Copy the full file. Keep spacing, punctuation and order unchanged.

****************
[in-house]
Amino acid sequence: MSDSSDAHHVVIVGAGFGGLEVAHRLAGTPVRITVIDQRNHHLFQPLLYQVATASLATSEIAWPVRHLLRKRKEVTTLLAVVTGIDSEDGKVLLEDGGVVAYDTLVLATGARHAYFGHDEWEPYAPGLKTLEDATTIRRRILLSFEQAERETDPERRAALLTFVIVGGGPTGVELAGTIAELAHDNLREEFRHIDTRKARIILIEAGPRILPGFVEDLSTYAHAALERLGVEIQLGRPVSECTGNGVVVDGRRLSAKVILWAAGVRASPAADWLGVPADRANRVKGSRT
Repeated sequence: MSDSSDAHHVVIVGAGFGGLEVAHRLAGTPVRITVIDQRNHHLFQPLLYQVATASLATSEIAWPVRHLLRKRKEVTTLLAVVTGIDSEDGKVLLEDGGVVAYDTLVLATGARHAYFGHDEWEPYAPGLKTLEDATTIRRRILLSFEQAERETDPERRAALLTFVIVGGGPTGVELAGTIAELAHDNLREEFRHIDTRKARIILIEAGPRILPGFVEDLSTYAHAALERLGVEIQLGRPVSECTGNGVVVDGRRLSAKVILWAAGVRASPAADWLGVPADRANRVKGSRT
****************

[in-house]
Amino acid sequence: MSDSSDAHHVVIVGAGFGGLEVAHRLAGTPVRITVIDQRNHHLFQPLLYQVATASLATSEIAWPVRHLLRKRKEVTTLLAVVTGIDSEDGKVLLEDGGVVAYDTLVLATGARHAYFGHDEWEPYAPGLKTLEDATTIRRRILLSFEQAERETDPERRAALLTFVIVGGGPTGVELAGTIAELAHDNLREEFRHIDTRKARIILIEAGPRILPGFVEDLSTYAHAALERLGVEIQLGRPVSECTGNGVVVDGRRLSAKVILWAAGVRASPAADWLGVPADRANRVKGSRT
Repeated sequence: MSDSSDAHHVVIVGAGFGGLEVAHRLAGTPVRITVIDQRNHHLFQPLLYQVATASLATSEIAWPVRHLLRKRKEVTTLLAVVTGIDSEDGKVLLEDGGVVAYDTLVLATGARHAYFGHDEWEPYAPGLKTLEDATTIRRRILLSFEQAERETDPERRAALLTFVIVGGGPTGVELAGTIAELAHDNLREEFRHIDTRKARIILIEAGPRILPGFVEDLSTYAHAALERLGVEIQLGRPVSECTGNGVVVDGRRLSAKVILWAAGVRASPAADWLGVPADRANRVKGSRT